This video will look at the different components that make up Active Directory Certificate Services and which services you should look at installing these components on.
Which components to install where?
When looking at which components of certificate services to install where a few points need to be considered. First where is the user or device that is using the certificate located? If they are located over a WAN then additional components may need to be installed closer to the user or device. If the user or device is part of the domain this will make the process simpler. If not, additional components may be required to assist the user or device accessing the certificate infrastructure.
There are 6 components in Active Directory Certificate Services.
Certificate Authority (CA): This is the core component which creates certificates for use. These certificates are issued to users or devices or to a subordinate CA.
Online Responder: This component provides a way for certificates to be checked that is uses a small amount of network traffic.
Network Device Enrollment Service: This component allows non-domain devices like switches and routers to obtain certificates.
Certificate Enrollment Web Service: This allows certificates to be obtained using the web.
Certificate Enrollment Policy Web Service: This component works with Certificate Enrollment Policy Web Service to provide certificates. It provides the policy that is used with Certificate Enrollment Web Service.
Certification Authority Web Enrollment: This component provides a web interface which end users can use to obtain certificates.
Certificate Authority (CA)
The Certificate Authority or CA is the main component of certificate services. It should be remembered that Active Directory Certificate Services is Microsoft’s implementation of certificates. There are other 3rd party implementations of certificates. Microsoft CA can use certificates from these CA’s or these certificates can be used with Microsoft CA’s. A CA’s job is to create and manage certificates. The certificates that it creates can be used by subordinate CA’s or by clients. At the top of the certificate hierarchy is the root CA. If you decide to create your own root CA it is important to be careful which settings you use. The settings used on a CA effect all certificates created below it. This is because certificates form a chain. In order for a certificate to be validated, all certificates in the chain need to be checked.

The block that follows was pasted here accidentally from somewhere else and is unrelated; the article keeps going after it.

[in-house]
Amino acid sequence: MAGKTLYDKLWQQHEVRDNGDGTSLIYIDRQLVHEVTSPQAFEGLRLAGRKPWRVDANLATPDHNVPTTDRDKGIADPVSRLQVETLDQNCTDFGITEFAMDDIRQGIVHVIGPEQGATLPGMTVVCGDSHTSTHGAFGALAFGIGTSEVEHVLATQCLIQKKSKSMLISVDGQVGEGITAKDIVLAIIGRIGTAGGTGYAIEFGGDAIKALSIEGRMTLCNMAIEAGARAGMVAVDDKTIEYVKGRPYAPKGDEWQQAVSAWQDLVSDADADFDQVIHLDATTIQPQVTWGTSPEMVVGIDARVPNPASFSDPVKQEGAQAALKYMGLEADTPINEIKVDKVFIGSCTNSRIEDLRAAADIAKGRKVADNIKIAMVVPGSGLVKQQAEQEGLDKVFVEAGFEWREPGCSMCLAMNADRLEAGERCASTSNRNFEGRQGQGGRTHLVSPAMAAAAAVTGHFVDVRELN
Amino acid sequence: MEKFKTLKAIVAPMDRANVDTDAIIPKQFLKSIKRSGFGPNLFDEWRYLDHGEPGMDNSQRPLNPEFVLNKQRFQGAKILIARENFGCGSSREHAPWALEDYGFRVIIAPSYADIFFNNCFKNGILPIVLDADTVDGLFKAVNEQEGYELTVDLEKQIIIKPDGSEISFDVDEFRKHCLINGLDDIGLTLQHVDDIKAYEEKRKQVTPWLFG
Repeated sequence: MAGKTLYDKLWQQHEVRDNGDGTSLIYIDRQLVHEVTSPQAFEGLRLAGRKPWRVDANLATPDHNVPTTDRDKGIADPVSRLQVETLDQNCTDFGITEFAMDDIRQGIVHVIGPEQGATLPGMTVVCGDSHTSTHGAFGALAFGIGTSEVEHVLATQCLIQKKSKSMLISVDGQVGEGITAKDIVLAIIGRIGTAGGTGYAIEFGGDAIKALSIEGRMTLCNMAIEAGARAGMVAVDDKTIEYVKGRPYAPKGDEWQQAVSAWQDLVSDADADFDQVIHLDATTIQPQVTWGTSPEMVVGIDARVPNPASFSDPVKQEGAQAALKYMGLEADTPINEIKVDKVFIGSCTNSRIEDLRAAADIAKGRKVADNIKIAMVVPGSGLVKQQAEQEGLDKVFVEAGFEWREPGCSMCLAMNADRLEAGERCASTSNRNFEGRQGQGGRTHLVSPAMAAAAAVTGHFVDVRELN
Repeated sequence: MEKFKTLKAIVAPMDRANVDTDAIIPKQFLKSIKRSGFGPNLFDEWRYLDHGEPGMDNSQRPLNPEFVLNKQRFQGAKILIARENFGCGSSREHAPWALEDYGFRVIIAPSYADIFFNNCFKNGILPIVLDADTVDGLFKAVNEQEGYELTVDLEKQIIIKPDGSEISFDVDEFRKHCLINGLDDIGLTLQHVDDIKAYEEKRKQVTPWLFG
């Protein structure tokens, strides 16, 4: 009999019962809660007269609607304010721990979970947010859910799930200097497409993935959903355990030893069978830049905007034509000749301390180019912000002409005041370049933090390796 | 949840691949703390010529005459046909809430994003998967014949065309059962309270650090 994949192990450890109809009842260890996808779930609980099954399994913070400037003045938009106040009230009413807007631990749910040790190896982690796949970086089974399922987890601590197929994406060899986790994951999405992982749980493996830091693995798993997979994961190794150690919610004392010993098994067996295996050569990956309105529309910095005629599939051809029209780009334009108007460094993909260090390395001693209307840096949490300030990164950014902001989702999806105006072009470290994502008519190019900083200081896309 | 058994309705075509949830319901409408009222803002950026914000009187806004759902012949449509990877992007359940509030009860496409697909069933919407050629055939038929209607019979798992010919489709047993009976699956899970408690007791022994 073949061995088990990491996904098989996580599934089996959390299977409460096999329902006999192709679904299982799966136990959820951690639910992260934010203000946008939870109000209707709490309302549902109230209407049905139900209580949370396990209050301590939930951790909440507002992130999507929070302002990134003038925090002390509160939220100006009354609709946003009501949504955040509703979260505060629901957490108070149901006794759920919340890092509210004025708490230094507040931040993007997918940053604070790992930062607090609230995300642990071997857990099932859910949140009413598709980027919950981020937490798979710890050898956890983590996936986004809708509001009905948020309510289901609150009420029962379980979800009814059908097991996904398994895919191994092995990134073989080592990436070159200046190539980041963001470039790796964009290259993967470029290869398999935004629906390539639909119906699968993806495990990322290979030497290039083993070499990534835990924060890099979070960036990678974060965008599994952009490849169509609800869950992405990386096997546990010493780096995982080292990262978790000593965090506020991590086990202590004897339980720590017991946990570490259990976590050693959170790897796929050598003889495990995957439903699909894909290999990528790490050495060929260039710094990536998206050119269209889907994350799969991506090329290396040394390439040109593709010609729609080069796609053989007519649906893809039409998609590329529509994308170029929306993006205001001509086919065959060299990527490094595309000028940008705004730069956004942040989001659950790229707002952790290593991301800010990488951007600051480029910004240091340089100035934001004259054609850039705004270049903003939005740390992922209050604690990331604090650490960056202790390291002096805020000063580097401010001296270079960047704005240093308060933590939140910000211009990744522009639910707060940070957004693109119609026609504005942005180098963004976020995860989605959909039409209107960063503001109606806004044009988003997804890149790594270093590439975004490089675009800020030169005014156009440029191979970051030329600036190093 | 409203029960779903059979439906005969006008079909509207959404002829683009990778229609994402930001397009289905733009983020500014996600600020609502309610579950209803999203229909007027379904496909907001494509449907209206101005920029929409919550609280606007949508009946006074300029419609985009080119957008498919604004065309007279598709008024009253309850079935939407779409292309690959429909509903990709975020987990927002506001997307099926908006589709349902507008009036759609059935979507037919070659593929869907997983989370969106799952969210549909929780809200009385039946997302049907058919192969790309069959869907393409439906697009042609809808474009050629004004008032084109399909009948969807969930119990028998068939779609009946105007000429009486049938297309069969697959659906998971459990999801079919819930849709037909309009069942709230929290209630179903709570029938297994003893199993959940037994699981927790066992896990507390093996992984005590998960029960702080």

This component checks if a certificate is valid. The user or device using the certificate can send a query to the online responder and the online responder will send back a response either yes or no if the certificate is valid. The advantage of this is that the response message is always the same size. The other way of doing this is using what is called a Certificate Revocation List or CRL. The CRL contains all certificates that have been revoked so this can become quite large. In order to obtain the CRL the client also requires access to a CA. The second advantage of an online response is that it can talk to the CA on behalf of the client. This means that an online responder can be deployed in locations that you may not normally deploy a CA. For example an area that is accessible on the internet.
Network Device Enrollment Services
This component allows devices on the network to use the Simple Certificate Enrollment Protocol (SCEP). The device will request the certificate from this component. This component will then contact a Certificate Authority on the device’s behalf to obtain a certificate. Network Device Enrollment Services using this method can allocate certificates to devices on the network that are not domain members.
There are 3 components that all relate to web enrollment, or obtaining certificates using HTTP.
Certificate Enrollment Web Services: This component provides certificates using HTTP, however it does not provide a web page to obtain the certificate. HTTP is only used as the communication protocol to obtain the certificate.
Certificate Enrollment Policy Web Service: This component provides policy information to clients for use with the Certificate Enrollment Web service.
Certification Authority Web Enrollment: This provides a web page that a user can use to request a certificate. This is often used when 3rd parties require certificates. The 3rd party can use this web site to request a certificate and the administrator will need to at some stage approve this certificate to be created.
“MCTS 70-640 Configuring Windows Server 2008 Active Directory Second edition” pg 779 – 780
“Windows Server 2008 PKI and Certificate Security” pg 33 – 37
“Certificate Enrollment Web Services” http://blogs.technet.com/b/askds/archive/2010/02/01/certificate-enrollment-web-services.aspx